by Alyssa Granacki

Brunetto Latini appears in Inferno XV among the sodomites in the seventh circle of Hell.  Readers often notice the tenderness Dante exhibits toward his mentor and the affection Brunetto expresses for Dante.  Brunetto employs “son” [figliuol] as a term of endearment during their encounter (XV.31, 37), and Dante describes walking beside Brunetto “with head bent low as does a man who goes in reverence” [ma ‘l capo chino tenea com’ uom che reverente vada] (XV.44-45). While Dante uses the formal second person pronoun “voi” to address his mentor, Latini speaks to Dante using the informal “tu,” signifying Dante’s deference to Latini.  At the end of the canto Brunetto pleads, “Let my Tesoro, in which I still live, be precious to you; and I ask no more” [Sieti raccomandato il mio Tesoro nel qual io vivo ancora, e più non cheggio] (XV.118-120). “Tesoro” is the Italian word often used for Latini’s encyclopedic work, Li Livres dou Trésor, but could also be a reference to his poem, the Tesoretto.

Dante and Brunetto Latini. Fresco of San Bargello, attributed to Giotto.

Dante and Brunetto Latini. Fresco of San Bargello, attributed to Giotto.

The Tesoretto is often recognized as a precursor to Dante’s Divine Comedy. The poem follows in the medieval tradition of philosophical poetry in which a narrator recounts a dream-like vision. Latini’s poem, like Dante’s, even begins with his protagonist lost in dark wood: “And I, in such anguish, thinking with head downcast, lost the great highway, and took the crossroad through a strange wood” [E io in tal corrocto/pensando a cap chino/perdei il gran cammino/e tenni a la traversa/d’una selva diversa] (184-189).  Latini also carefully inserts himself into a poetic tradition within the course of his poem. Dante certainly would have known this work (some argue that he may have even been the scribe of the Strozzi 146 manuscript) and his self-presentation in the Comedy clearly draws inspiration from Brunetto.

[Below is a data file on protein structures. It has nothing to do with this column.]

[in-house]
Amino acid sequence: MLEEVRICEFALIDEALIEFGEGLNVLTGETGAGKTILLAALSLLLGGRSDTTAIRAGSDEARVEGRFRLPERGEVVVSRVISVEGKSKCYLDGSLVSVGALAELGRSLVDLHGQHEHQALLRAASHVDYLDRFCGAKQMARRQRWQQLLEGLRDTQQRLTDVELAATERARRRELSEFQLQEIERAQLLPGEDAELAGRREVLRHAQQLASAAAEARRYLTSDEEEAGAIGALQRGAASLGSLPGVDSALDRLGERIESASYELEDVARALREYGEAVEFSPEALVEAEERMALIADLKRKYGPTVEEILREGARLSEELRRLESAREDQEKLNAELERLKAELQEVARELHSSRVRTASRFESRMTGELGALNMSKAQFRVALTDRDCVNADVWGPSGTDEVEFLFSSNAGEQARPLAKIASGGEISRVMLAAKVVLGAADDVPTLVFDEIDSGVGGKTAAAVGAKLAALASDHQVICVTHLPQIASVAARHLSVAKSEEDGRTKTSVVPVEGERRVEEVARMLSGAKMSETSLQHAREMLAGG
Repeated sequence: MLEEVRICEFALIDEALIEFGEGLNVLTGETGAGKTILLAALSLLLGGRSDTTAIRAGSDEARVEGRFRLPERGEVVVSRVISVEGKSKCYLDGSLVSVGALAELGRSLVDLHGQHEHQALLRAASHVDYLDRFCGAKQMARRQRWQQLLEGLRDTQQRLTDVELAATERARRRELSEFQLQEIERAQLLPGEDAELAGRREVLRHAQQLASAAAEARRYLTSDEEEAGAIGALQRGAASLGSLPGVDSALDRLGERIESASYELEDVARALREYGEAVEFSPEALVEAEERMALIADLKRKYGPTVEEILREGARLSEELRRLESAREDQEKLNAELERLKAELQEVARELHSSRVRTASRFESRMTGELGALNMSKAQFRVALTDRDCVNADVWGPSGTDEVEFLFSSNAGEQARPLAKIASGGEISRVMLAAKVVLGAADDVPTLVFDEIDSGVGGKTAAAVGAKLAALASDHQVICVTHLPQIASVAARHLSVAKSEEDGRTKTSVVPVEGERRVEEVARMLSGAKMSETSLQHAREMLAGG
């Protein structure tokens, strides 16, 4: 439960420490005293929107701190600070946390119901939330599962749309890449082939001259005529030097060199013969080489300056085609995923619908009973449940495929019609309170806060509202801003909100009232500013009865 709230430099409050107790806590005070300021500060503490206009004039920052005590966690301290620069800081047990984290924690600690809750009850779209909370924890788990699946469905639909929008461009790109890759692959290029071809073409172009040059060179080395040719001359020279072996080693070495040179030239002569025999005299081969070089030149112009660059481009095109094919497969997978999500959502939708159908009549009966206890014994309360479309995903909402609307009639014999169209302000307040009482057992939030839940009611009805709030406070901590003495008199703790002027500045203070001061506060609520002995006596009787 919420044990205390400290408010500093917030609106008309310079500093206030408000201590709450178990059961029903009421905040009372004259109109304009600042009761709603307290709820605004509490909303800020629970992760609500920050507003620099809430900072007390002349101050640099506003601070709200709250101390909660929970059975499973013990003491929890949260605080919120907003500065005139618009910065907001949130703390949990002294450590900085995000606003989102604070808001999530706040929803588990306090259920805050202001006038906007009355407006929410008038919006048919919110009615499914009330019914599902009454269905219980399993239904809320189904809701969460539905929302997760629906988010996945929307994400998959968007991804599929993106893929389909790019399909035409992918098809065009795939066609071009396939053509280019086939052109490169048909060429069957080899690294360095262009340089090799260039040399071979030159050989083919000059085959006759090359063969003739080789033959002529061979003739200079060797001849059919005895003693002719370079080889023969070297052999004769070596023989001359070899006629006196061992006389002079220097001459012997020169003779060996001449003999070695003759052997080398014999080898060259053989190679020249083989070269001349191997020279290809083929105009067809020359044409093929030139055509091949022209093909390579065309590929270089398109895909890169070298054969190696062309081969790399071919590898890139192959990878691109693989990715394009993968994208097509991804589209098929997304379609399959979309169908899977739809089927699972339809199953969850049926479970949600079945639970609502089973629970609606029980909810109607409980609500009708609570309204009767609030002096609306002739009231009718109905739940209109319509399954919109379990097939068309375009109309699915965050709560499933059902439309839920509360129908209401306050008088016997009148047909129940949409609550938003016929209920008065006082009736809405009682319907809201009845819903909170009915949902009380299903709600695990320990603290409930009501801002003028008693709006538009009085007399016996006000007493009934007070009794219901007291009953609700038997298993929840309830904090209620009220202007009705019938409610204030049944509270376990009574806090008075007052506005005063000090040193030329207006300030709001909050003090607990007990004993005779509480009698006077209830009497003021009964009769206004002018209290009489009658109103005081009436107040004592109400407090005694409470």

In the Tesoretto, Brunetto defers to the love poet and philosopher Ovid. When Latini encounters him, he asks Ovid to instruct him in matters of love, personified by Cupid: “And [I] asked the man himself that he should openly tell me the workings both the good and the evil, of this child with wings” [E domandai lui stesso/ch’elli apertamente/mi dica il convenente/e lo bene e lo male/del fante e dell’ale] (2364-2369). The manuscript portrays the relationship between the two poets with an illustration of Ovid at an imposing writing desk and Brunetto standing before him as his student. Ovid appears older and more commanding than Brunetto and his place at the desk further emphasizes his position of power.  The image is also an inversion of the opening illustration of the manuscript, which depicts Latini occupying the place at the writing desk, instructing his own reader. In fact, after his encounter with Ovid, Latini declares: “But Ovid through artistry gave me the mastery, so that I found the way from which I had strayed.” [Ma ovidio per arte/mi diede maestria/si ch’io trovai la via/ ond’io mi traffugai] (2390-2394). Although Brunetto recognizes his predecessor, he ultimately asserts his own authority as a poet.